You’d have to think for some time to come up with a segment of life that hasn’t changed to at least some degree due to the internet. The natural world could make the list, but even that has been impacted — nature visitors experience the great outdoors in a different way today than they did in the pre-internet era, after all.

Of course, some impacts have been more significant than others. Marketing, for instance, has been changed almost beyond recognition. The fundamental intent is the same as it was 50 years ago — get customers — but how that’s done is vastly different. In this article, we’ll unpack some of the many ways that the internet changed marketing forever.

Testimonials and Reviews

In the olden days, you’d have to personally know someone who owned a product in order to get a review of that item. Today, you don’t even need to personally know someone who’s even heard of the product. They’ll be someone on the planet who owns it and has given their two cents about its usefulness. Companies with positive testimonials and reviews make sure to publish those texts on their site, and for one very simple reason: they work. Studies have shown that people trust the review of a stranger almost as much as they trust a recommendation from a friend.

Standing Out From the Crowd 

Companies have always offered deals, discounts, and offers to get new customers on the hook. But it’s nothing like today when virtually every company offers something enticing to get the public interested in their products or services. You can find deals for just about everything on the web. Companies offer deals on everything from sports betting tips with leading companies as FanDuel and music streaming subscriptions to international flights and home appliances, with everything in between. They do this to get noticed in a crowded marketplace, and that’s good news for consumers, who are able to make more savings than ever before.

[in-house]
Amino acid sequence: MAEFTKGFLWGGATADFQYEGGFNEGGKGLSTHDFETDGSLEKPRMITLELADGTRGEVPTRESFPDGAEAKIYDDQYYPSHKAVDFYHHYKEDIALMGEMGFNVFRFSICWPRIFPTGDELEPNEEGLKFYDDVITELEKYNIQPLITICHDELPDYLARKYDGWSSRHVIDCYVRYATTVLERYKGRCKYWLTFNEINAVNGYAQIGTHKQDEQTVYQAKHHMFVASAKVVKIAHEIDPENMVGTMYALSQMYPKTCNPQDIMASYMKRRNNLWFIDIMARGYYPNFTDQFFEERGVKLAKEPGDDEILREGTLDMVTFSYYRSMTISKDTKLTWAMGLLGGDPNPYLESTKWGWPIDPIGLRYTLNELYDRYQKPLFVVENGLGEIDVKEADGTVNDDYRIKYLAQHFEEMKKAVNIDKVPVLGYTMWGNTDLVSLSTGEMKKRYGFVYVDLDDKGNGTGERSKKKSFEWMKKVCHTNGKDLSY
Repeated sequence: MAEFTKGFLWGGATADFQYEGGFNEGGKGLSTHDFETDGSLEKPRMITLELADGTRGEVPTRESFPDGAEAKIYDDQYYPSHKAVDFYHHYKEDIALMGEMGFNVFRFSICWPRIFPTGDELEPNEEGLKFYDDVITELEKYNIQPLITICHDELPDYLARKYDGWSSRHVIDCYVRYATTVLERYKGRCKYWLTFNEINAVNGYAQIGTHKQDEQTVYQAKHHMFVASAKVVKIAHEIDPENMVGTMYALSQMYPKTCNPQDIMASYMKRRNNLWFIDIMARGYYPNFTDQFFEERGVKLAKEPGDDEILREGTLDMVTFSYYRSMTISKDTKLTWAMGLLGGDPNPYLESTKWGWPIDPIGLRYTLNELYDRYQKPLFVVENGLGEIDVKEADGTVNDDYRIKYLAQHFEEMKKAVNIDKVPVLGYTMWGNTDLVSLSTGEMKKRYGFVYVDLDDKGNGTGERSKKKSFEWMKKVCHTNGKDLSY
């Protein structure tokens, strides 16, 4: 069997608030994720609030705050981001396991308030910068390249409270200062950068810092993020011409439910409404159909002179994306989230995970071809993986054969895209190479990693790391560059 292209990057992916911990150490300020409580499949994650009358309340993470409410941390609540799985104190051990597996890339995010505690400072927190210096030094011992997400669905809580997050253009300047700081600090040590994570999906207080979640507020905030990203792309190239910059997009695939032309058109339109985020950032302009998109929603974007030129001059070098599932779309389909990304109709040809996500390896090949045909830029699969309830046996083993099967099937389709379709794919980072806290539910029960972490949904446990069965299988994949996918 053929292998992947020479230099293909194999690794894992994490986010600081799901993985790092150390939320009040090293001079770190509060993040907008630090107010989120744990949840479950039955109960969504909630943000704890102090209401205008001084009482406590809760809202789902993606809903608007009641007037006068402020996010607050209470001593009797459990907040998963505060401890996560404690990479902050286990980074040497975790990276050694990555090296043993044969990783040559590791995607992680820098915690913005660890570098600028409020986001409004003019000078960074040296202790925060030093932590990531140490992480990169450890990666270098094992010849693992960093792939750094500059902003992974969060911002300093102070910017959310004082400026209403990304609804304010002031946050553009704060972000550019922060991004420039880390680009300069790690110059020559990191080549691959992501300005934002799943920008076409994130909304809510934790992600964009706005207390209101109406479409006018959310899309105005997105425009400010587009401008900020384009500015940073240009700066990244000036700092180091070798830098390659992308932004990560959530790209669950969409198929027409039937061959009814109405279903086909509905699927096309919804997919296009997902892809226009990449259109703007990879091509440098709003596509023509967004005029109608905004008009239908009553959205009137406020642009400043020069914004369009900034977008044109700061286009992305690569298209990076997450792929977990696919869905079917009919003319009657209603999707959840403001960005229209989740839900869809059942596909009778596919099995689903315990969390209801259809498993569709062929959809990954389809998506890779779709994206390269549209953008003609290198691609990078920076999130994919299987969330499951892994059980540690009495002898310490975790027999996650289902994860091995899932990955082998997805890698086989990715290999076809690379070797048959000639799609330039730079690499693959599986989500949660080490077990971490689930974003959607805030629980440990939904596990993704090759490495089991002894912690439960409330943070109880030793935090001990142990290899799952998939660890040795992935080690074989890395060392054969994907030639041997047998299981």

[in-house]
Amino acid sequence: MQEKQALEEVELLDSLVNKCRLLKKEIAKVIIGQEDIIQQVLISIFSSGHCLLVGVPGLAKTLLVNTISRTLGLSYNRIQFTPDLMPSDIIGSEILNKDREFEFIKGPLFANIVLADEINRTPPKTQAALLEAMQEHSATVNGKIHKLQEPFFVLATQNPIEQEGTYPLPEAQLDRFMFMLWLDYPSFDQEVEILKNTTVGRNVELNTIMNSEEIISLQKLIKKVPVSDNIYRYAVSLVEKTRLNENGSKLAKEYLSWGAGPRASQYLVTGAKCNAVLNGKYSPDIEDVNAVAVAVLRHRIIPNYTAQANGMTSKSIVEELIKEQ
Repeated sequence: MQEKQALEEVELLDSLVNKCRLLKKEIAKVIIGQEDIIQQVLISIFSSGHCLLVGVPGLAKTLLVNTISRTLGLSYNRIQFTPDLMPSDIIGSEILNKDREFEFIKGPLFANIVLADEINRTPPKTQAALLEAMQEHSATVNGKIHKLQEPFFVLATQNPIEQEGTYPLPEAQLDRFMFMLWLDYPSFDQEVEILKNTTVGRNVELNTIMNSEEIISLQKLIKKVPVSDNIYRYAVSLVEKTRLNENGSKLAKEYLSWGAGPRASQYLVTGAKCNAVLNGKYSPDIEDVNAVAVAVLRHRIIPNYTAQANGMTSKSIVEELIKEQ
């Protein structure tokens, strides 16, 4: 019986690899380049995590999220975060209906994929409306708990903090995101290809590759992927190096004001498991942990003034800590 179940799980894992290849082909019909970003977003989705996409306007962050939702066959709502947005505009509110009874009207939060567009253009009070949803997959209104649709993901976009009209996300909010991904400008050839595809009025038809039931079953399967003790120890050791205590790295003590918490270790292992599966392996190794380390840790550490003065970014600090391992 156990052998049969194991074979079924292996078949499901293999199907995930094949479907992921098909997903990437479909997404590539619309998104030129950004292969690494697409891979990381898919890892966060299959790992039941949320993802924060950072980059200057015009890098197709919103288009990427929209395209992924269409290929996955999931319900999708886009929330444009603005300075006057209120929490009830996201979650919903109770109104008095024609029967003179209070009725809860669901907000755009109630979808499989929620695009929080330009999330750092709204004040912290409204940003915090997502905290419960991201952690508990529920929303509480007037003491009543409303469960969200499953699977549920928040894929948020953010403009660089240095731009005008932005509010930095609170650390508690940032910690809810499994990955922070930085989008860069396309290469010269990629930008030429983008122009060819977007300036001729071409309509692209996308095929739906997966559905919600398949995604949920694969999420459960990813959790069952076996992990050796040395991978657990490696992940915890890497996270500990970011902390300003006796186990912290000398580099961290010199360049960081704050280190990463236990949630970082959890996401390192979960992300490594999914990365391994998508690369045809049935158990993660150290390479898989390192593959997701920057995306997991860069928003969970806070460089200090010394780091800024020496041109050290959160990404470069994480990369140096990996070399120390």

Engaging with Audience

Companies used to use marketing as a “we talk, you listen” device. But that’s no longer the case. Today, it’s more of a dialogue. Social media marketing isn’t just about showing or telling the world what the company has to offer. It’s a way to actively engage with their audience, who can give feedback, make complaints, get help, and much more.

A Shift Towards Trust

Back in the mid-20th century, it was common for door-to-door salespeople to go around neighborhoods and actively demonstrate products to homeowners. That sounds quaint by today’s standards, but it did have one important benefit: it helped to build trust. Consumers could see what a product was first-hand and decide if they wanted to own it.

In the early days of web e-commerce, there was little of that trust, thanks to scams, shoddy products, and other behaviors that corrupted consumer trust. Internet marketing had to evolve to bring the public back on board. In the process, an entirely new type of marketing — inbound marketing — was born. This is a slow-burn marketing approach that educates a potential customer about the benefits of the company’s product.

The internet caused a problem for marketers initially, but this was soon resolved.

Access to Data

Perhaps the biggest marketing shift has been the move toward greater specificity. In the pre-internet era, companies would publish advertisements in newspapers, magazines, television, and on billboards.

The problem was that this “catch-all” approach often meant that companies wasted money advertising to people who had zero interest in their products. Internet algorithms and data allow companies to publish well-crafted advertisements directly to the people who are likely to be interested in their product. This helps companies save money and allows the general public to see more relevant advertisements.

The internet brought about great change for marketers. And given the speed of marketing development, it’s likely that we’ll see even more marketing evolution in the future.